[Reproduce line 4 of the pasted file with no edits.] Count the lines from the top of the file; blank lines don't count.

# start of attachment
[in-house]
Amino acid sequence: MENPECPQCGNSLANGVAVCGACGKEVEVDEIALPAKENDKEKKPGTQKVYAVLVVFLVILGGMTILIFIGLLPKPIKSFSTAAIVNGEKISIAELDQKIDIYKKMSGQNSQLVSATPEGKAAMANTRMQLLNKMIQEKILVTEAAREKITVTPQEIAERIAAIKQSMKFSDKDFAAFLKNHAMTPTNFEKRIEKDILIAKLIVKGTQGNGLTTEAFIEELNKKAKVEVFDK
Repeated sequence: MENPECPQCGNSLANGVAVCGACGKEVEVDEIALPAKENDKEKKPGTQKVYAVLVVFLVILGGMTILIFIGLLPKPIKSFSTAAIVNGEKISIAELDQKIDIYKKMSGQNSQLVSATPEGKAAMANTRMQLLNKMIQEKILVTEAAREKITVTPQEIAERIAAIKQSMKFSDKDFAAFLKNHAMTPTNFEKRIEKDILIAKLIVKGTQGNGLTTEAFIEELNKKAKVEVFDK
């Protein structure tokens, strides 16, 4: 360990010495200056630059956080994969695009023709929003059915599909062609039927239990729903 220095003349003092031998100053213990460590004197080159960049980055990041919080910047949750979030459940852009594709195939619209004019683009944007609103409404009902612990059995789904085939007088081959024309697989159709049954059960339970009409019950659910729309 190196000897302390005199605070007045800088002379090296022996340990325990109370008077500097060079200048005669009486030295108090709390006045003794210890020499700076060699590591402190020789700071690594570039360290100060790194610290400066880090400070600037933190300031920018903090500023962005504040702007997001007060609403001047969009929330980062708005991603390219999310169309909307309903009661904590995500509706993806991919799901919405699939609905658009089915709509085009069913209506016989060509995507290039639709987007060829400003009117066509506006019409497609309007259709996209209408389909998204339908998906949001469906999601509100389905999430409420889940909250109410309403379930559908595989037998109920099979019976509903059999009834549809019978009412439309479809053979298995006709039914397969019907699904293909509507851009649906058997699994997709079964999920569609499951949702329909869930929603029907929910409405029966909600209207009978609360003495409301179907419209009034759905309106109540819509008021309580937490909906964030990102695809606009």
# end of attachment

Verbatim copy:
């Protein structure tokens, strides 16, 4: 360990010495200056630059956080994969695009023709929003059915599909062609039927239990729903 220095003349003092031998100053213990460590004197080159960049980055990041919080910047949750979030459940852009594709195939619209004019683009944007609103409404009902612990059995789904085939007088081959024309697989159709049954059960339970009409019950659910729309 190196000897302390005199605070007045800088002379090296022996340990325990109370008077500097060079200048005669009486030295108090709390006045003794210890020499700076060699590591402190020789700071690594570039360290100060790194610290400066880090400070600037933190300031920018903090500023962005504040702007997001007060609403001047969009929330980062708005991603390219999310169309909307309903009661904590995500509706993806991919799901919405699939609905658009089915709509085009069913209506016989060509995507290039639709987007060829400003009117066509506006019409497609309007259709996209209408389909998204339908998906949001469906999601509100389905999430409420889940909250109410309403379930559908595989037998109920099979019976509903059999009834549809019978009412439309479809053979298995006709039914397969019907699904293909509507851009649906058997699994997709079964999920569609499951949702329909869930929603029907929910409405029966909600209207009978609360003495409301179907419209009034759905309106109540819509008021309580937490909906964030990102695809606009």